The following is proof that I don’t spend EVERY evening drinking a Tom Collins and crocheting in front of the TV. (That was just Friday night.) (I am such an old woman at heart.)
Saturday, I took Rudolf to Balboa Park for a picnic of apples and carrots and cilantro. He washed that down with some grass, a piece of bark, and a leaf I couldn’t identify. I washed it down with water. Rudolf chased a butterfly (so cute it almost broke my heart) and we listened to a mariachi singer, who’s outfit perfectly matched the butterfly’s colors.
Rudolf cleaned himself up after we ate. I mean, we were in public, and he’s a very mannerly little bunny.
We made new friends, especially a boy named Marcus and a little girl named Camile. We soaked up the sunshine and spring breezes, and the sounds of a nearby Shakespeare festival. (Rudolf is a fan of A Midsummer Nights’ Dream, just like me.)
Then, we had a bit of an adventure. Rudolf got his leash wrapped around his little back leg, and it really freaked him out. Have you ever seen a bunny freak out? They try to jump in every direction at the same instant. It’s an explosion of legs and ears and fur. In doing so, he was successful in getting the leash off from around his leg.
And the entire harness off.
See, it’s not that I think Rudolf wants to run away from me. He and I get along because I don’t press my affections on him, I let him come to me, when he wants attention. I don’t pick him up, I wait for him to come to me, and hop in my lap. And because of that trust, he DOES hop in my lap. The harness wasn’t to trap him, I was happy to wander with him in any direction he wanted to go. It was to keep him from, in the event of such a freakout, running so far away that he would get lost, or running straight into the jaws of a dog, because his only experience with them is Luca the cuddle monster. Really, since he was leading me around, and I was using it to make sure I could tag along and keep him safe, you might say that in spirit, I was wearing a leash.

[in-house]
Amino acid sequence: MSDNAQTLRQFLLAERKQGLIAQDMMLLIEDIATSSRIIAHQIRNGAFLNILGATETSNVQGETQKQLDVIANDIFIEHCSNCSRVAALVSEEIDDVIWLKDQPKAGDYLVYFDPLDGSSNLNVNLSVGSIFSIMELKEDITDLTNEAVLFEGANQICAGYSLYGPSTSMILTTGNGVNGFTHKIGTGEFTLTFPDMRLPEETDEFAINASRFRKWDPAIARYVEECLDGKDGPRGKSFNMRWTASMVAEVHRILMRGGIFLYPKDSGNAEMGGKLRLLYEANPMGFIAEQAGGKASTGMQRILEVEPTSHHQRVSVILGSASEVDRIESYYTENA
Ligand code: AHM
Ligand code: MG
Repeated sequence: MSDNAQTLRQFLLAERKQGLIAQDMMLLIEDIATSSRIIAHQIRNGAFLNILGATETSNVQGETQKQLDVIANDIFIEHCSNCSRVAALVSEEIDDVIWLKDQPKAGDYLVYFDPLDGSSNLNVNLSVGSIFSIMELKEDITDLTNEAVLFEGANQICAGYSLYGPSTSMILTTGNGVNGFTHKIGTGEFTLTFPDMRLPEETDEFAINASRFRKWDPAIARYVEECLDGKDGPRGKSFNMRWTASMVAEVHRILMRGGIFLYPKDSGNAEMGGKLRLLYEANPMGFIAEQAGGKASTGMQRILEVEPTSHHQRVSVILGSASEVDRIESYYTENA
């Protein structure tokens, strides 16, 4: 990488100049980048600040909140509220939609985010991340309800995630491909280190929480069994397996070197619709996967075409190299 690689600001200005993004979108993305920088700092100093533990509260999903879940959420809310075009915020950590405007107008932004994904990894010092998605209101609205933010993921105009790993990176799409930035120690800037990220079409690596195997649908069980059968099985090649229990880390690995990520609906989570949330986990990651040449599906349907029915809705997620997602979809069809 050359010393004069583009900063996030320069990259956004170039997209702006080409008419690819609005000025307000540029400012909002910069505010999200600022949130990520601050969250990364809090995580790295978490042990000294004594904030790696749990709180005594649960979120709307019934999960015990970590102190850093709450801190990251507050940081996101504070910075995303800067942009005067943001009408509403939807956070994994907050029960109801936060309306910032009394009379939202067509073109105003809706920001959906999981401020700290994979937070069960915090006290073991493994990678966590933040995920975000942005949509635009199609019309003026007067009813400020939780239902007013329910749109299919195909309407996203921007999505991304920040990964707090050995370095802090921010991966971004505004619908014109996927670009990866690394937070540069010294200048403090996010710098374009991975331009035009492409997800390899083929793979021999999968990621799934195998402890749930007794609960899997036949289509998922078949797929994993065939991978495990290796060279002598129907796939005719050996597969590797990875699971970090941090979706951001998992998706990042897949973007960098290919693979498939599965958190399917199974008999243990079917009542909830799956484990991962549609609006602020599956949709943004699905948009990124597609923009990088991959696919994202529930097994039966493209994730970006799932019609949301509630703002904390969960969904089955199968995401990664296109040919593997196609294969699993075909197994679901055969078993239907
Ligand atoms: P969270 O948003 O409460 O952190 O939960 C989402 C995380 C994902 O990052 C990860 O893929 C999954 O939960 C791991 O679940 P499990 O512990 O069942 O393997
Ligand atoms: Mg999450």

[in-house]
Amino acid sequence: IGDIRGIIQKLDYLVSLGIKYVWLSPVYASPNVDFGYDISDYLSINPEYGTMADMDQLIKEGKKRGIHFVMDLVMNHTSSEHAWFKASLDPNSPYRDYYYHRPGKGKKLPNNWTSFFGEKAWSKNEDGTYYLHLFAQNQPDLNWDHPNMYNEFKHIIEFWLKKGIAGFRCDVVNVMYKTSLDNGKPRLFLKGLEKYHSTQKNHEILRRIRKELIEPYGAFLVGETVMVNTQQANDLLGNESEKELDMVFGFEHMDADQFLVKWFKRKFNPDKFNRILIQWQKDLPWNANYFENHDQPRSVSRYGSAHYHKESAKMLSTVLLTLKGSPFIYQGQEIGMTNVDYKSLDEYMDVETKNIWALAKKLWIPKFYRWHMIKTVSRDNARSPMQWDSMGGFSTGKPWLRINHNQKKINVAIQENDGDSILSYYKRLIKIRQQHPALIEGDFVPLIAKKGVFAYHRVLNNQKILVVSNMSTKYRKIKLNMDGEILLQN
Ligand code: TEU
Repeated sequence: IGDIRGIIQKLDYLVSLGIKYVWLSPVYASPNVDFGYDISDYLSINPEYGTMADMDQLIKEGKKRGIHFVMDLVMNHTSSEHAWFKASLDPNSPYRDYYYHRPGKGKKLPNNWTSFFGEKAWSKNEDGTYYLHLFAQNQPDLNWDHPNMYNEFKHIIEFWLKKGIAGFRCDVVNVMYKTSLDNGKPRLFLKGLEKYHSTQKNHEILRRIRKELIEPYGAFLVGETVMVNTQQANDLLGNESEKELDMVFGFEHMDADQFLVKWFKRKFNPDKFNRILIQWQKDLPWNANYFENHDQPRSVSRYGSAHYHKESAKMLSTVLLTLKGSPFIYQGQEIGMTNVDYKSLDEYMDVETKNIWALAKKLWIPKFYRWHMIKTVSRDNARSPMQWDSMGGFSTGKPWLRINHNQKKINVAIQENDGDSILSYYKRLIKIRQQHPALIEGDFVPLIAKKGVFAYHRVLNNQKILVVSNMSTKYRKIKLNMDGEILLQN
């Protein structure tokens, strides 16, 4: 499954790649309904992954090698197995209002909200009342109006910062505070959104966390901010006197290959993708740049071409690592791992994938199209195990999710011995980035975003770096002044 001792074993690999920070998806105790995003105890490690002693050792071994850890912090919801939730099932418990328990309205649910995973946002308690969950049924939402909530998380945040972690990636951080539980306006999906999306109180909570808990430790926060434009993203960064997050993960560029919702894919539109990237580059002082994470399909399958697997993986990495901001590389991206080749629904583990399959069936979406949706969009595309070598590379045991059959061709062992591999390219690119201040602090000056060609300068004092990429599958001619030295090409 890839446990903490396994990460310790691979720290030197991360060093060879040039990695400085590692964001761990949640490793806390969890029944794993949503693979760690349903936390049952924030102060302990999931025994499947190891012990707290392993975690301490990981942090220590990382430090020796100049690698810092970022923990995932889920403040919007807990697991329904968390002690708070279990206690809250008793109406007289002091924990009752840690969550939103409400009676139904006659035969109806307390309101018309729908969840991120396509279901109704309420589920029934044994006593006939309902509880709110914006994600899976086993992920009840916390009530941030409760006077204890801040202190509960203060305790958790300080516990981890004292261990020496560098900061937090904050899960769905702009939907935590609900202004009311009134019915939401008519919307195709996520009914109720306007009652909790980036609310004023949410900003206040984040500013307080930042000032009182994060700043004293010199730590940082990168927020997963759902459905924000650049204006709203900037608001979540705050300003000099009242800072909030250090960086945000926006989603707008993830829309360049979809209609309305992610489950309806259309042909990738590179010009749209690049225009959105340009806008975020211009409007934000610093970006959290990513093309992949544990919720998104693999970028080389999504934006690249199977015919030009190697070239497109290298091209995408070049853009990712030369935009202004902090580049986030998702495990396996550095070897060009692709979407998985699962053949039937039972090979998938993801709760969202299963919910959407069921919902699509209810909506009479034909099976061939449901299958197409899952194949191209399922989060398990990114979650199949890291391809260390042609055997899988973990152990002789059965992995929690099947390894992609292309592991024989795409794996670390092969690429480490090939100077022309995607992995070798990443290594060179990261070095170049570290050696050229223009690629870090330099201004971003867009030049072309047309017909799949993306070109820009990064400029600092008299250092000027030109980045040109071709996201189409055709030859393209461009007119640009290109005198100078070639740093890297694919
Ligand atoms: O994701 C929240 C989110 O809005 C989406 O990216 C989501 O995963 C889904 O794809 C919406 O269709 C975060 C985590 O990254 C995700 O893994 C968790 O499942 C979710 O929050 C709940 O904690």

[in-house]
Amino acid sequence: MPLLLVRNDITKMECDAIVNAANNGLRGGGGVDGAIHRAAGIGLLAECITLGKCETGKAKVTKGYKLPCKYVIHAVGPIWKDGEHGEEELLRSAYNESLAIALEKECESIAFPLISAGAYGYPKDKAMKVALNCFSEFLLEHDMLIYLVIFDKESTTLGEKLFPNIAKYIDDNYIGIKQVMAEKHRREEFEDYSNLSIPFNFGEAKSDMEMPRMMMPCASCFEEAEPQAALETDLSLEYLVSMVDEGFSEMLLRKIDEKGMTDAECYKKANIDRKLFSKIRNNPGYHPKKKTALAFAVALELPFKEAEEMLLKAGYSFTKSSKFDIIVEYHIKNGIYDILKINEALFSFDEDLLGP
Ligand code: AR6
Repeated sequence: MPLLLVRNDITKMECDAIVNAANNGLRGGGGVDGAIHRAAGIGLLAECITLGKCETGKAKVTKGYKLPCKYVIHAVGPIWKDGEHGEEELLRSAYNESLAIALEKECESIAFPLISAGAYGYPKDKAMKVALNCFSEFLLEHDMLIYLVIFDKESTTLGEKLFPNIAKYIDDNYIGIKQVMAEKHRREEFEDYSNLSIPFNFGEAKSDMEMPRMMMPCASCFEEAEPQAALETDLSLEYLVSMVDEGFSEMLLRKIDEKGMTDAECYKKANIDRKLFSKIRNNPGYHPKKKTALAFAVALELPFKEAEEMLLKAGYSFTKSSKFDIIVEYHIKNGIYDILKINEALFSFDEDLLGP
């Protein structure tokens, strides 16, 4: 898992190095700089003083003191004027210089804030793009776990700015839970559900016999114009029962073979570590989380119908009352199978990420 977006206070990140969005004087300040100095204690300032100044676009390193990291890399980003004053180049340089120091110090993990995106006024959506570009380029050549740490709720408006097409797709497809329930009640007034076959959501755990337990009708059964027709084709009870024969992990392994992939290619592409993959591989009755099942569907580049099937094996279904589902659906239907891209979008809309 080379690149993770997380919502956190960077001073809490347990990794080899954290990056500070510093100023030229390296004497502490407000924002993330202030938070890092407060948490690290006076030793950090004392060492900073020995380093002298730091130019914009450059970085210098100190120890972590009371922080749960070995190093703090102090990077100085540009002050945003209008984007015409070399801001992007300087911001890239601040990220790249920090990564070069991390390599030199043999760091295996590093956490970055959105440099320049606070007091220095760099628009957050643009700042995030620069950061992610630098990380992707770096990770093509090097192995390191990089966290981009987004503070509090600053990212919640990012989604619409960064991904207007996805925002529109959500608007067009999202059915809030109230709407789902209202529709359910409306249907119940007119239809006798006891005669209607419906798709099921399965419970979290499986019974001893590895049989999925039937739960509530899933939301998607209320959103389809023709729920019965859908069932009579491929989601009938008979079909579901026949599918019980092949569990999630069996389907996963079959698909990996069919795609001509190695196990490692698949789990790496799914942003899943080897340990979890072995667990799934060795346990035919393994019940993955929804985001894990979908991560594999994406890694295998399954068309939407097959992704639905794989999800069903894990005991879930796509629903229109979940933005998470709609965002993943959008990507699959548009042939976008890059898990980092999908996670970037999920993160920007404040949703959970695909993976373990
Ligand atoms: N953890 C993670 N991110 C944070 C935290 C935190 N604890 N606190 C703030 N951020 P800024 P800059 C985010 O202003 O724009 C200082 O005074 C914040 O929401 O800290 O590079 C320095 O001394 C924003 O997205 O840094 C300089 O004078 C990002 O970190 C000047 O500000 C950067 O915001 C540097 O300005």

So as Rudolf and I sat on the lawn, contemplating each other, and spectators gathered, I thought to myself, “I hope he WANTS to come home with me.”
I held out some lettuce and scooted closer, trying not to show with my body language that I was poised with my purse in my other hand. I would have preferred to let him hop in of his own accord, but it would only take one loose dog to put him in danger.
I sidled up to him and pet him gently on the nose, then, as quick and gentle as I could, scooped him into my purse. I then picked up the picnic pack and walked quickly back to the car.
As I left that lawn in the park, and passed some horrified faces, it occurred to me what that scene must have looked like to the people strolling by, who stopped only after Rudolf got loose.
They must have seen a wild rabbit on the lawn, and a Bunny Whisperer creeping up. They would have seen a girl creep up, steal a rabbit, shove it in her purse and run off with a picnic basket.
No wonder they looked horrified.
I chuckled about that all the way home.
That afternoon and evening, as Nick and I did all that soul searching and crying and talking, I channeled all my inner turmoil into power-snuggling with Nick, and power-crocheting. Once the scarf measured over six yards long, it occurred to me to stop. And add some fringe.
The next morning, Sunday, Nick and Luca and I went to the El Cajon Grand Prix bike race.
The thing about cycling is that you’d think all that spandex would make it easier to tell the men from the women, but somehow it ………… doesn’t.
We watched several races, drank coffee and got a bit tanner.
I wandered over to the man made mini-lake next to the courthouse, and fed the ducks some stale girl scout cookies. I keep that sort of thing with me at all times, for just such a opportunity.
The last races of the day were the children’s races. They were as funny as you’d expect. No, funnier. Half the kids would get distracted halfway through, or get freaked out by the crowds. Nick bet on the kids with the biggest rims on their bikes, I bet on the kids with the longest streamers on the handlebars. Nick was right three out of the five races, I was right once.
And when we went home, and I thought about not living with my favorite person in the world anymore, and started to cry, I reached for the crazy-scarf I’d crocheted to wipe my eyes. And Nick and I laughed about how when he moves out, he’ll take one end of it, and I’ll keep the other, and like our relationship, it’ll be long enough and strong enough that we’ll be able to tug on it, when we need the other.